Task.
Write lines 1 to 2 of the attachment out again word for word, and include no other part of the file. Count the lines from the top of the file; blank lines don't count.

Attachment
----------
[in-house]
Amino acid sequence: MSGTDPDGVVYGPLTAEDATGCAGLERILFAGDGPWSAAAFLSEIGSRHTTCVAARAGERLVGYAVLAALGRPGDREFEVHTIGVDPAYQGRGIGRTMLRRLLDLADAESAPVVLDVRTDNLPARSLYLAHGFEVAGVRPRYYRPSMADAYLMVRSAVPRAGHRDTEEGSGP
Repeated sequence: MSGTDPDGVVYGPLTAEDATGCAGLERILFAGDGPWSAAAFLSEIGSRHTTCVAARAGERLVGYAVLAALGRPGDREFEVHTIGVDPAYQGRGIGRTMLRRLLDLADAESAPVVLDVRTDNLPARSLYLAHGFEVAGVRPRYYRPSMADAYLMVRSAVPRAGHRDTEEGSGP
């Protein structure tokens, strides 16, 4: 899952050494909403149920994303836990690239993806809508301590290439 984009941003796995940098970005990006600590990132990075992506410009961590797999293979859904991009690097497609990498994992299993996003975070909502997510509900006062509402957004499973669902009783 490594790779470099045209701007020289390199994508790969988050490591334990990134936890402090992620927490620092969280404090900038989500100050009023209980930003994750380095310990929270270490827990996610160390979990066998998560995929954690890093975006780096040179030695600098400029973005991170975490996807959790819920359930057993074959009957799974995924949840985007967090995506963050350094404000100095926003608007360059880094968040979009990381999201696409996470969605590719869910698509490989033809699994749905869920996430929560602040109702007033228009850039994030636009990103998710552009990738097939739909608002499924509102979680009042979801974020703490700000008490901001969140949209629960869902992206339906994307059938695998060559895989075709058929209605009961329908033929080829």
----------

[in-house]
Amino acid sequence: MSGTDPDGVVYGPLTAEDATGCAGLERILFAGDGPWSAAAFLSEIGSRHTTCVAARAGERLVGYAVLAALGRPGDREFEVHTIGVDPAYQGRGIGRTMLRRLLDLADAESAPVVLDVRTDNLPARSLYLAHGFEVAGVRPRYYRPSMADAYLMVRSAVPRAGHRDTEEGSGP